What I’m Reading: The Children’s Blizzard

You all know I love historical reading either fiction or non-fiction as long as there is a story to it.  So you can imagine when I saw this book, The Children’s Blizzard by Melanie Benjamin, I put it on my waitlist.

Some of my favorite books happen on the prairie.  They happen with children and they happen with school teachers.  For much of my life, I always thought I was born in the wrong generation.  I always dreamed myself to be a teacher in a remote area in a one-room schoolhouse.  So when books come up that have anything to do with any of those themes, I grab them up.

This book does not romanticize teaching on the prairie in a one-room schoolhouse at all.   This book showed the reality and the terrible thing that happened when a historical blizzard hit just at the time schoolchildren were done with the day and going home.

The author does a good job telling how the blizzard affected many.  It’s so sad that this happened and is a part of our American history.

Here’s what Amazon had to say:
The morning of January 12, 1888, was unusually mild, following a punishing cold spell. It was warm enough for the homesteaders of the Dakota Territory to venture out again, and for their children to return to school without their heavy coats—leaving them unprepared when disaster struck. At the hour when most prairie schools were letting out for the day, a terrifying, fast-moving blizzard blew in without warning. Schoolteachers as young as sixteen were suddenly faced with life and death decisions: Keep the children inside, to risk freezing to death when fuel ran out, or send them home, praying they wouldn’t get lost in the storm?

Based on actual oral histories of survivors, this gripping novel follows the stories of Raina and Gerda Olsen, two sisters, both schoolteachers—one becomes a hero of the storm and the other finds herself ostracized in the aftermath. It’s also the story of Anette Pedersen, a servant girl whose miraculous survival serves as a turning point in her life and touches the heart of Gavin Woodson, a newspaperman seeking redemption. It was Woodson and others like him who wrote the embellished news stories that lured northern European immigrants across the sea to settle a pitiless land. Boosters needed them to settle territories into states, and they didn’t care what lies they told these families to get them there—or whose land it originally was.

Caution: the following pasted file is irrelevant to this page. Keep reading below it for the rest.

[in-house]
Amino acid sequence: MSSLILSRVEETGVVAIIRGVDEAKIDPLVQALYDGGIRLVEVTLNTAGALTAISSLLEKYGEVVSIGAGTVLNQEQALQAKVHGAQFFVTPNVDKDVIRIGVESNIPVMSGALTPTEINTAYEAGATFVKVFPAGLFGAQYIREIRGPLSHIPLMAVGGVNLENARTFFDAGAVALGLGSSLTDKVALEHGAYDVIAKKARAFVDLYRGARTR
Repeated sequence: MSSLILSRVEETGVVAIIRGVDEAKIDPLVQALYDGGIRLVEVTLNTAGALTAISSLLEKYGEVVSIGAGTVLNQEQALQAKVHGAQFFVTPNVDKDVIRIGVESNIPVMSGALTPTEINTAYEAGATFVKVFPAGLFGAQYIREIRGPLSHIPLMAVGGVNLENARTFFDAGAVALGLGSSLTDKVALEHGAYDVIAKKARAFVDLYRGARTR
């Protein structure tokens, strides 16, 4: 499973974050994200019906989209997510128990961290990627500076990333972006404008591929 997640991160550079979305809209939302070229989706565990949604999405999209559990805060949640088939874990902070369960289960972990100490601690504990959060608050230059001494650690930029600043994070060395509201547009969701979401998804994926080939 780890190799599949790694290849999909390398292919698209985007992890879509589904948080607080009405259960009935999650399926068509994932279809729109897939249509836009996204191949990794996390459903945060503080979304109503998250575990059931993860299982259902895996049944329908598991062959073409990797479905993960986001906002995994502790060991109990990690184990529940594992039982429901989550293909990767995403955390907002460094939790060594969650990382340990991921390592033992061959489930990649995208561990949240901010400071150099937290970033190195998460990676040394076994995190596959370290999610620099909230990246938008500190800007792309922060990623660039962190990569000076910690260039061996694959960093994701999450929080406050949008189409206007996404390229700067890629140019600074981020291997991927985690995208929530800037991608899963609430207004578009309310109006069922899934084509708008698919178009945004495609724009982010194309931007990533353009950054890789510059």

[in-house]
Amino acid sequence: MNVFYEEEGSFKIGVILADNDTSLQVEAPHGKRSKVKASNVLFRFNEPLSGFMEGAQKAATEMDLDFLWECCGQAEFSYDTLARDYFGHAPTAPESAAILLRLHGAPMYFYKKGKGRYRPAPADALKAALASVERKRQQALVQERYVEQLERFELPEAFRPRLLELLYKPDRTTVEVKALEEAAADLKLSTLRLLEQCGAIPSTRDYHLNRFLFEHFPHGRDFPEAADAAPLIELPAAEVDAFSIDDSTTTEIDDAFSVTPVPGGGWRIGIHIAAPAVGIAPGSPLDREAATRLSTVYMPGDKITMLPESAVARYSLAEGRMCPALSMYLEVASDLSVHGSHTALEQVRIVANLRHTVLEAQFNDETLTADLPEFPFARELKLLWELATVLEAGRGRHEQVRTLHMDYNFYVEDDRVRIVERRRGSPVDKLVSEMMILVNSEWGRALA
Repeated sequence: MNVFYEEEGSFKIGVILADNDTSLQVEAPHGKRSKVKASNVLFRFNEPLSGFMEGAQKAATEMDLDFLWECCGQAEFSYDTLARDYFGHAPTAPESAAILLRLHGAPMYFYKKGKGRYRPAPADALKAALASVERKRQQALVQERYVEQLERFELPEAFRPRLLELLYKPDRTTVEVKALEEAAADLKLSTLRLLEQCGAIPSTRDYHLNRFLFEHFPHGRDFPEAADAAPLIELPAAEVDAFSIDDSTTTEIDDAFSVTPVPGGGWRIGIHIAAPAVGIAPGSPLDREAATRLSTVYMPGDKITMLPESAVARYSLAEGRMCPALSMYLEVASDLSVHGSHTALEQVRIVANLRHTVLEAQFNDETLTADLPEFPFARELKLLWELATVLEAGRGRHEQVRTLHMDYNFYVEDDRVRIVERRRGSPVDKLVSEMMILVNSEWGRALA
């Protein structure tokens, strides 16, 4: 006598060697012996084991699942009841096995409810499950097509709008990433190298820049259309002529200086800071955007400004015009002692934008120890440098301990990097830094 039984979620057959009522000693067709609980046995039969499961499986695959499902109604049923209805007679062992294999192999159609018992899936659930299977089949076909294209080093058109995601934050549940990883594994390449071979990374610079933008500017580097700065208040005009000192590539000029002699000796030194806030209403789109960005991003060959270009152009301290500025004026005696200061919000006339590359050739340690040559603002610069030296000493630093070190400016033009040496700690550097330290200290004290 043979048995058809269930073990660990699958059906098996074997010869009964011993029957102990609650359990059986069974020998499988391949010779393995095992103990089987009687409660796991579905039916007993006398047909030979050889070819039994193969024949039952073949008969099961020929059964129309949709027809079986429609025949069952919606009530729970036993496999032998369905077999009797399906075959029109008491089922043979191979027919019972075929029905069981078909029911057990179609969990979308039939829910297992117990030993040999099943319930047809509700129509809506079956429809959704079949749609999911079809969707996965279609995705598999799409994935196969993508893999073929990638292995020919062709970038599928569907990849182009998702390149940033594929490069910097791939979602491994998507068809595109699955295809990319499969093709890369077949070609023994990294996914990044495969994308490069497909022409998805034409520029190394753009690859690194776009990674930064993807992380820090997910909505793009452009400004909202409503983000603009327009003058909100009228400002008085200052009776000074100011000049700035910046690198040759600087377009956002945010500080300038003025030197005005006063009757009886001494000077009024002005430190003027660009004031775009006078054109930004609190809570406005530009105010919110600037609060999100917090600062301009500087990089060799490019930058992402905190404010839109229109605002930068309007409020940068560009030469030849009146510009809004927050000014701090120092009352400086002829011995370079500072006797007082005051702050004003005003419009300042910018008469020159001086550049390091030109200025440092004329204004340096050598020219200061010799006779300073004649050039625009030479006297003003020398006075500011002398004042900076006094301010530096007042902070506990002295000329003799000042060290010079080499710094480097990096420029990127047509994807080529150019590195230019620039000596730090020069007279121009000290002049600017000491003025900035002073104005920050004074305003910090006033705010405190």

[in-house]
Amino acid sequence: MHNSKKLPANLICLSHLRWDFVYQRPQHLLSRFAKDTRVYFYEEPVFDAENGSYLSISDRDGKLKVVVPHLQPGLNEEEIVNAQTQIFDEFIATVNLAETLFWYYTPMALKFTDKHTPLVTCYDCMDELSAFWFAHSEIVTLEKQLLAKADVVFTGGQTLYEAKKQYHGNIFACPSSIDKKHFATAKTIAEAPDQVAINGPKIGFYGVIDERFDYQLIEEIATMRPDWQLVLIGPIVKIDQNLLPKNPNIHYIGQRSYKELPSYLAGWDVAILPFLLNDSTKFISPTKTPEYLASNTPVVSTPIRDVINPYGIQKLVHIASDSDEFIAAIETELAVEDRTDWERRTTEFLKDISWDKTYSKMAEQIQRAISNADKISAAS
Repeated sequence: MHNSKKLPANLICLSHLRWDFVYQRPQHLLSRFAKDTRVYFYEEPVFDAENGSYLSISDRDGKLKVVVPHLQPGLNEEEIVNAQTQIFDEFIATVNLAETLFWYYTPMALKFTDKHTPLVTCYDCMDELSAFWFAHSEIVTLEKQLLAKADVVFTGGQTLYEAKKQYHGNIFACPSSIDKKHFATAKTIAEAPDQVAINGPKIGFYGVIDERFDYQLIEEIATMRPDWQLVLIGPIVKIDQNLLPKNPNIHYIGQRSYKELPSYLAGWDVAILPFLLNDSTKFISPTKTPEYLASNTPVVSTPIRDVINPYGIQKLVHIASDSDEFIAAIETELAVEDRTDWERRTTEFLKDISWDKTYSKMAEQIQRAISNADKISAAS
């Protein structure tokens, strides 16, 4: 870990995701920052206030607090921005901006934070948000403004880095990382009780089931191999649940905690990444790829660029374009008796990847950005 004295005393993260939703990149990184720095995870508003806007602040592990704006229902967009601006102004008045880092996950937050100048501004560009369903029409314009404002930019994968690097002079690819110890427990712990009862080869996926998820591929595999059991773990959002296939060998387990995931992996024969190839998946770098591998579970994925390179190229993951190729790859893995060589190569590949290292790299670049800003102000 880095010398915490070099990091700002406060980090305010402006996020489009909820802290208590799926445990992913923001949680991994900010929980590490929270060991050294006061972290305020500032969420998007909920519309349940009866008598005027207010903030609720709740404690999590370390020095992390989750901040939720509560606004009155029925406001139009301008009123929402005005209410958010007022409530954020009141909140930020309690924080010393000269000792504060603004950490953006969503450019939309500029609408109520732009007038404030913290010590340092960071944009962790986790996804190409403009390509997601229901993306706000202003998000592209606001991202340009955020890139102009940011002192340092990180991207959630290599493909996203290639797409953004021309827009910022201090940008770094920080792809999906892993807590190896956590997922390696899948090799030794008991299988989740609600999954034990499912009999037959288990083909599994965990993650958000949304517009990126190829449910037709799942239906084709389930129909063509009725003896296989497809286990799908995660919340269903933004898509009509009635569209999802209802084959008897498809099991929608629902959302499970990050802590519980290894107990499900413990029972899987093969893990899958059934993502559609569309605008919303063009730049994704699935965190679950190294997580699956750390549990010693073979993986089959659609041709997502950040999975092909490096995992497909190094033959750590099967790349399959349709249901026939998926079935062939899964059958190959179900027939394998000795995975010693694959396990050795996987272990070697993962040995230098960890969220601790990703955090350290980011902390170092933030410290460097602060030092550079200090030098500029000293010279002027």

At its heart, this is a story of courage, of children forced to grow up too soon, tied to the land because of their parents’ choices. It is a story of love taking root in the hard prairie ground, and of families being torn asunder by a ferocious storm that is little remembered today—because so many of its victims were immigrants to this country.

Amazon readers give the book 4.4 stars.  I think I’d agree with that rating.

You can find the book HERE on Amazon.

9 thoughts on “What I’m Reading: The Children’s Blizzard”

    1. Judirh Fairchild

      I read A similar story about that blizzard. It was written by the granddaughter of a teacher who survived with her students. What a terrifying thing that happened.

  1. Thank-you for all your excellent book recommendations……while reading the excerpts of this book I was reminded of ” The Long Winter” by Laura Ingalls Wilder….a favorite author.

  2. I won a copy of this book on Goodreads but have yet to read it. My ‘books to read’ list on the local library site is WAAYY too long (over 400!!!) and I’ve always got several on hold. I figure one of these days when I go outta town, I’ll take that one with me.

  3. The book sounds good. I read the nonfiction book about this event. It is called The Children’s Blizzard by David Laskin. It was an interesting read.

  4. I read this book several years ago. It was very well written, the explanation of the development of weather measurements and stations was fascinating. The author explored the family relationships, the reasons behind why so many children were caught out in the blizzard, how some of them survived and others did not, why some adults died and some lived. The overall tone of the book was hopeful, not depressingly sad over the death of so many children. I would read this book again. It was such a wonderful, true portrayal of an actual event in American history.

    1. P.S. I read the David Laskin book, not the Melanie Benjamin book. Sorry for any confusion. Didn’t realize there were two books on the same subject, different authors.

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